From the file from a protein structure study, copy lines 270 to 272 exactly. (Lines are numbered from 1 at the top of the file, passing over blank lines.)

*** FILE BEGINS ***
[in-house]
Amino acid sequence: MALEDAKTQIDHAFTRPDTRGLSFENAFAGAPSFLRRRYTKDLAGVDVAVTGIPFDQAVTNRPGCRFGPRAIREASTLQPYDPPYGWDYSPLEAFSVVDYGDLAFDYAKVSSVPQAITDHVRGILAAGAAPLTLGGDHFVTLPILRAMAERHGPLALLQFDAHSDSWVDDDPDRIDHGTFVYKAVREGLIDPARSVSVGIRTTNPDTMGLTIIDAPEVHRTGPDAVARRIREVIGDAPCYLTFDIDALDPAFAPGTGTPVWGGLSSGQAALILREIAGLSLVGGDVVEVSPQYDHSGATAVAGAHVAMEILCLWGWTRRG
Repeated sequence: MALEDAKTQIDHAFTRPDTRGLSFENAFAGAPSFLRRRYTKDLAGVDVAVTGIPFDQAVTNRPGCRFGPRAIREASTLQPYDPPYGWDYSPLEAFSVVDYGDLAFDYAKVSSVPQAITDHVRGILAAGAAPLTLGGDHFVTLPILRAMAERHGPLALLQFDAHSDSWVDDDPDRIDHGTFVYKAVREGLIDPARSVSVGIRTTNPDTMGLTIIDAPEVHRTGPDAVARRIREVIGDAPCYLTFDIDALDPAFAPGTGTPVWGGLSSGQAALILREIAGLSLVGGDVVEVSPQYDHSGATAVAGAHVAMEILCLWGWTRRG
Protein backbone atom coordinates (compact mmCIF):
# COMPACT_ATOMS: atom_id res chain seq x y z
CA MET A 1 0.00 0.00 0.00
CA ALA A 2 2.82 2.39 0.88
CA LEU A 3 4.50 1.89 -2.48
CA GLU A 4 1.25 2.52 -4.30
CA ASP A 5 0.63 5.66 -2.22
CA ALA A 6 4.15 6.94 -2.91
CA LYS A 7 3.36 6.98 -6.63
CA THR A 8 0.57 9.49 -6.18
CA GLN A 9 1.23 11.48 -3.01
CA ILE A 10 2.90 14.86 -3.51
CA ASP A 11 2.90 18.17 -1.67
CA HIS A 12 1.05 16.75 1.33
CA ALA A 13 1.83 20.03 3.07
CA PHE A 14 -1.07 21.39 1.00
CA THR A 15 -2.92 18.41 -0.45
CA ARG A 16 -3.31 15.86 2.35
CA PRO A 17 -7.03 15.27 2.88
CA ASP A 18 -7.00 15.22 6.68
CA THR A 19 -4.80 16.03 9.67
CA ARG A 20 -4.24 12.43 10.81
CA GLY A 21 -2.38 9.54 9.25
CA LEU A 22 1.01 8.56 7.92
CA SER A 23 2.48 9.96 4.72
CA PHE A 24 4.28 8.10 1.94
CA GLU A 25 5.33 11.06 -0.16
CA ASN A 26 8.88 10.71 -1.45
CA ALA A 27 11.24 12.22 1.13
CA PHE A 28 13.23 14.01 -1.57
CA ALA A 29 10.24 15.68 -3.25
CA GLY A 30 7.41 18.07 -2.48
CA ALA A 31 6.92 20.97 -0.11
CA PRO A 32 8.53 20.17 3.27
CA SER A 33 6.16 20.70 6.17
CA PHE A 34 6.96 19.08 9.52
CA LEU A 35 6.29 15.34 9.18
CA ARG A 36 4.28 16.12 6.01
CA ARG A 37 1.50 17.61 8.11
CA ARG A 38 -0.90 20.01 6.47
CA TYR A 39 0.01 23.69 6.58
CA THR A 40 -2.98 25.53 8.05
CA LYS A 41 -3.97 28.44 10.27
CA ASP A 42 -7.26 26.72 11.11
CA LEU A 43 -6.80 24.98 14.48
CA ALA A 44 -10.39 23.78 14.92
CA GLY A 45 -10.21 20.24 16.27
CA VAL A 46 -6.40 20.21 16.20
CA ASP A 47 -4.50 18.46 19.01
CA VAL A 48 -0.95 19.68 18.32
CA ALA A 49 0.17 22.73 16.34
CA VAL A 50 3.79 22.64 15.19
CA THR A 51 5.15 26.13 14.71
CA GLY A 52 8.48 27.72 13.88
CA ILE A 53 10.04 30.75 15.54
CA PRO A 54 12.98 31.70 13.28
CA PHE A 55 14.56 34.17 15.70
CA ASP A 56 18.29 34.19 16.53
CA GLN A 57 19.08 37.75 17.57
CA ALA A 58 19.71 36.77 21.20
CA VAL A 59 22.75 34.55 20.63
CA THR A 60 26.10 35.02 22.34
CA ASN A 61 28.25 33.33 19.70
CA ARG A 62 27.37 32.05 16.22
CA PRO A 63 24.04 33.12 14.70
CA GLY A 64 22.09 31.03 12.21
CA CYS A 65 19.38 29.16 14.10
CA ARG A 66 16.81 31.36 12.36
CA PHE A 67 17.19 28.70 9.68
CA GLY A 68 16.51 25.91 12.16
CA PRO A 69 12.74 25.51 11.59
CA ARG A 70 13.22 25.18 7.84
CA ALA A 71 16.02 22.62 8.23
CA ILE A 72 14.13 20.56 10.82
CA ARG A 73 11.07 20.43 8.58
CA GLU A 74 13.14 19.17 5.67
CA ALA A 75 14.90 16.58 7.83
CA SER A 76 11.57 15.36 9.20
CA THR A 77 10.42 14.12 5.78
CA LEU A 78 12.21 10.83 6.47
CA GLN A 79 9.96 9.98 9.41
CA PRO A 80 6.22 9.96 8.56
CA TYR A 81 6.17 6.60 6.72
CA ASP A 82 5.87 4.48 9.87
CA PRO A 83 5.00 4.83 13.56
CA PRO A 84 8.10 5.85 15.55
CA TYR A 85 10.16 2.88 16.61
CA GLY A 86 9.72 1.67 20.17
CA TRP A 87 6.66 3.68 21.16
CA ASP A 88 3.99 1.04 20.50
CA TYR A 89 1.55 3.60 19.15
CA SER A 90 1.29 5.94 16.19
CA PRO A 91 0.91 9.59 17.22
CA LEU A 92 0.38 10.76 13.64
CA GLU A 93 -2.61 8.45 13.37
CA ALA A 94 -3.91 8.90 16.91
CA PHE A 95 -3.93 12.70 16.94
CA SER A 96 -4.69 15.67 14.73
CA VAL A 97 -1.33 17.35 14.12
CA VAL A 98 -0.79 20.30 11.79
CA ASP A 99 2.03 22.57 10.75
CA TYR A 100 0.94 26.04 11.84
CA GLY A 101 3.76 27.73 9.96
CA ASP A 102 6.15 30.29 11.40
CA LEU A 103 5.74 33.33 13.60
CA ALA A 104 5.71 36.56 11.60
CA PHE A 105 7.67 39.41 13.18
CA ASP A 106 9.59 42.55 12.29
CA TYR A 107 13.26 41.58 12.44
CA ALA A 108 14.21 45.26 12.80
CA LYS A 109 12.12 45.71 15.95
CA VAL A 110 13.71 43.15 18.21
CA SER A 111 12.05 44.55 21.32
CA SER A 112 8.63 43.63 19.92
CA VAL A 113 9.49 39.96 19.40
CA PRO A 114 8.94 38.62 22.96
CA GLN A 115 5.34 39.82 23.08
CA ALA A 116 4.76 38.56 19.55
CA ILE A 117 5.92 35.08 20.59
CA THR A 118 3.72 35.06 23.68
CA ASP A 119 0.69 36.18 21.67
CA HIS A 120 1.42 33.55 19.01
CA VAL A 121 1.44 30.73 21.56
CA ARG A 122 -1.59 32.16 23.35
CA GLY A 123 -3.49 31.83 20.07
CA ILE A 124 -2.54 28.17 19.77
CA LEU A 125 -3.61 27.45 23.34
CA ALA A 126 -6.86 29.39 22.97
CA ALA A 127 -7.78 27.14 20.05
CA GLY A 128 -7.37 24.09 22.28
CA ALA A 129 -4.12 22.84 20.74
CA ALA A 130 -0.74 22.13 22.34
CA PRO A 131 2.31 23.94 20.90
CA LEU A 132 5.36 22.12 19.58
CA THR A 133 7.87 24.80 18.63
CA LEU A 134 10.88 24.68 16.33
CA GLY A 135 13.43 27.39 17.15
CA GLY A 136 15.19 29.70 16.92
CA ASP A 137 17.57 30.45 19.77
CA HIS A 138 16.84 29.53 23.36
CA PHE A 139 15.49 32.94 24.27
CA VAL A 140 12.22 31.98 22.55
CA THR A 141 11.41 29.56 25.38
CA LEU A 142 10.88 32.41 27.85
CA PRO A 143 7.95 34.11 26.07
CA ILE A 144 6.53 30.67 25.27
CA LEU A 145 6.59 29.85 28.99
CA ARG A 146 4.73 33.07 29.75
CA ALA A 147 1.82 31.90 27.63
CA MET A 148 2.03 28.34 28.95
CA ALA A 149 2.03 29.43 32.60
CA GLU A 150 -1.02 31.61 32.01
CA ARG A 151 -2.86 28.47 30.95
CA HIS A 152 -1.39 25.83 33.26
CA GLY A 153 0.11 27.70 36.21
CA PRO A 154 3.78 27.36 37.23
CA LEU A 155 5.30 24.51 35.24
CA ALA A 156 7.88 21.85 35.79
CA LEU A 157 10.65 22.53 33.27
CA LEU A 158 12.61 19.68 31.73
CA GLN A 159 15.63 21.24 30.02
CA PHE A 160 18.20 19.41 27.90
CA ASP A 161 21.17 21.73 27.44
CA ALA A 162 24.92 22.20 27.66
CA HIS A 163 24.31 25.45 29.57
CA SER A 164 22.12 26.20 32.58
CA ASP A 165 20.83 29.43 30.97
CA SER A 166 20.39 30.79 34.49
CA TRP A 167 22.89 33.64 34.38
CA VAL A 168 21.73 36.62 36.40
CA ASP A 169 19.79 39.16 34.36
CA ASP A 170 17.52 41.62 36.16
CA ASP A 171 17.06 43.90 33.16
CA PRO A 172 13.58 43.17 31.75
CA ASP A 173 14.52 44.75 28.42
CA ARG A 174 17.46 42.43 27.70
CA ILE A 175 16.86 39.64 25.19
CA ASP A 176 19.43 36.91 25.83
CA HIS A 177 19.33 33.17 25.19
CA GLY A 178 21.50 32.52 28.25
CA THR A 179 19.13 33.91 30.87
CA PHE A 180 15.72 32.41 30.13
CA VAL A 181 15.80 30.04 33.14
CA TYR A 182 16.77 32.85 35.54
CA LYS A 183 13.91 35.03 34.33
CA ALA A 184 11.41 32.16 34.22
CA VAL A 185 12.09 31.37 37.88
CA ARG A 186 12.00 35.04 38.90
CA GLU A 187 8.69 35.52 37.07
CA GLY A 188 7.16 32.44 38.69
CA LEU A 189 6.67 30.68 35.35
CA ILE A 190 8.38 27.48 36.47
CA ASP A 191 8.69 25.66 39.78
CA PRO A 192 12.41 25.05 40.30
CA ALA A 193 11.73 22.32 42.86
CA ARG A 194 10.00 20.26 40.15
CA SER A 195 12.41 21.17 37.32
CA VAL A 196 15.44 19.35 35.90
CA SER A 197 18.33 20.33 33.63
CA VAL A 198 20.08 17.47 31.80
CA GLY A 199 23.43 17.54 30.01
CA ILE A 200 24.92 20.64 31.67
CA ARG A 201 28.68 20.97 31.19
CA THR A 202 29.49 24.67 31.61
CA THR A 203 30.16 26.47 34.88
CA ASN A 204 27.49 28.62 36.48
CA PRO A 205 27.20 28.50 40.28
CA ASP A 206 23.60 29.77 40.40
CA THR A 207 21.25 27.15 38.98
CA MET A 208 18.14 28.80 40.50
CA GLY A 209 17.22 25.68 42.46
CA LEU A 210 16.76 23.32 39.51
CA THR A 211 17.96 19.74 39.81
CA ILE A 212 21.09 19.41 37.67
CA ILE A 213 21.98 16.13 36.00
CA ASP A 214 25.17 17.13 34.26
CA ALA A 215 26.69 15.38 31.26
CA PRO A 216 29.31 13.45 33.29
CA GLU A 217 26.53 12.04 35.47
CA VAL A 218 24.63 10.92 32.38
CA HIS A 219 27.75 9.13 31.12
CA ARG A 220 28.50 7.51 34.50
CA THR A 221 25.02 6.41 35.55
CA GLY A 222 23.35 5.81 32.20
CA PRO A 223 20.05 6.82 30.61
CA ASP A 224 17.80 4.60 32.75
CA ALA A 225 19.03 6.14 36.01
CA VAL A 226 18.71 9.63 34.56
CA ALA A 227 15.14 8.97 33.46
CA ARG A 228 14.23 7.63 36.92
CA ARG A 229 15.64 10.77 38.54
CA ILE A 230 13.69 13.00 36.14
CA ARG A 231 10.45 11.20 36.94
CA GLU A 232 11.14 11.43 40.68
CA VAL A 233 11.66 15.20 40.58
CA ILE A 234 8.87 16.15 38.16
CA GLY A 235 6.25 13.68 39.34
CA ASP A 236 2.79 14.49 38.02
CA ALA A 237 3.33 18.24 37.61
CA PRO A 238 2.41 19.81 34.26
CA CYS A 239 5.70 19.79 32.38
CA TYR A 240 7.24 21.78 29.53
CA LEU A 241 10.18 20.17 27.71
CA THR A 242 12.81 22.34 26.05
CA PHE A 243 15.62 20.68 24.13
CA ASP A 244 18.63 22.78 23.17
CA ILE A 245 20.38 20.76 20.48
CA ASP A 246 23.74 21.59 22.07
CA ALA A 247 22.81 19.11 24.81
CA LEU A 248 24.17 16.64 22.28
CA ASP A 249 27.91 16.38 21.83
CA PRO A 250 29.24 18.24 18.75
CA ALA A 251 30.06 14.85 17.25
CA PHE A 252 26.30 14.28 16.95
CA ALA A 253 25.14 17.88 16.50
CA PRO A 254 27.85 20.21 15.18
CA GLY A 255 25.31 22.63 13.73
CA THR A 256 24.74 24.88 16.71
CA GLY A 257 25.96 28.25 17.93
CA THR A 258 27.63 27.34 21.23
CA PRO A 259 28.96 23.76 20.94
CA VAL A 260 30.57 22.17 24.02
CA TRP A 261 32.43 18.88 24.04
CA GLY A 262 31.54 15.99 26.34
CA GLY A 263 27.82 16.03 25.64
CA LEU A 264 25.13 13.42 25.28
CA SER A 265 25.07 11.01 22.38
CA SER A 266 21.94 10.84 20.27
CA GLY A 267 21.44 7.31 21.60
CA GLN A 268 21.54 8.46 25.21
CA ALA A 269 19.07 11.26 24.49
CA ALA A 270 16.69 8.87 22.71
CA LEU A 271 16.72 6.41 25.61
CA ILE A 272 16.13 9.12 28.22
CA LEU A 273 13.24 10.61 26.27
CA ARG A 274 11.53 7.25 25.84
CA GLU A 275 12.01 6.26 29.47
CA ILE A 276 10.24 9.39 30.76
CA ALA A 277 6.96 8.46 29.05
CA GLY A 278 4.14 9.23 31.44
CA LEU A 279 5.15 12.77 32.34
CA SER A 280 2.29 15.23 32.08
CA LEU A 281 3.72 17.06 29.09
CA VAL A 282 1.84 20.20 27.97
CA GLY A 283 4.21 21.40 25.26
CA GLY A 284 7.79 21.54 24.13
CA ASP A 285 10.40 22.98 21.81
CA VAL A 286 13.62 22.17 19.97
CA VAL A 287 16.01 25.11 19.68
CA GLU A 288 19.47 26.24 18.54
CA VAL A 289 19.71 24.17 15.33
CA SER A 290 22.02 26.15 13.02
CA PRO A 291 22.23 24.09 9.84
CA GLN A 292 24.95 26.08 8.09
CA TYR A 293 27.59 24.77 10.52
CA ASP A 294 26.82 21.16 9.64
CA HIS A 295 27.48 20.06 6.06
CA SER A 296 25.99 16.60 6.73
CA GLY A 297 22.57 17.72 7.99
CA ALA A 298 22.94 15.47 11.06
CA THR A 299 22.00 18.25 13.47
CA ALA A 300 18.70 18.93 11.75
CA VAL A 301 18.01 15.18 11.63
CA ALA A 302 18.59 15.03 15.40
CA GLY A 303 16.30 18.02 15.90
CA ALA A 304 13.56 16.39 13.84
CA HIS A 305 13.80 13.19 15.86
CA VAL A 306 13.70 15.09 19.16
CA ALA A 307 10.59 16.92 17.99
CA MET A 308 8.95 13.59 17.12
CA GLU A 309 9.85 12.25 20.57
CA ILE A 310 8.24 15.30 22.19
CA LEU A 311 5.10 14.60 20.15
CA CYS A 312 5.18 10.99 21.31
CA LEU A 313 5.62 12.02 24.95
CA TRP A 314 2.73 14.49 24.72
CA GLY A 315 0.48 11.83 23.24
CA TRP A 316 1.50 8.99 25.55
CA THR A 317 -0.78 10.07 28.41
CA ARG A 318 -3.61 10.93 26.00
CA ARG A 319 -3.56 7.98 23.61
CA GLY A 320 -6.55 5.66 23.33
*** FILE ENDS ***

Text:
CA SER A 265 25.07 11.01 22.38
CA SER A 266 21.94 10.84 20.27
CA GLY A 267 21.44 7.31 21.60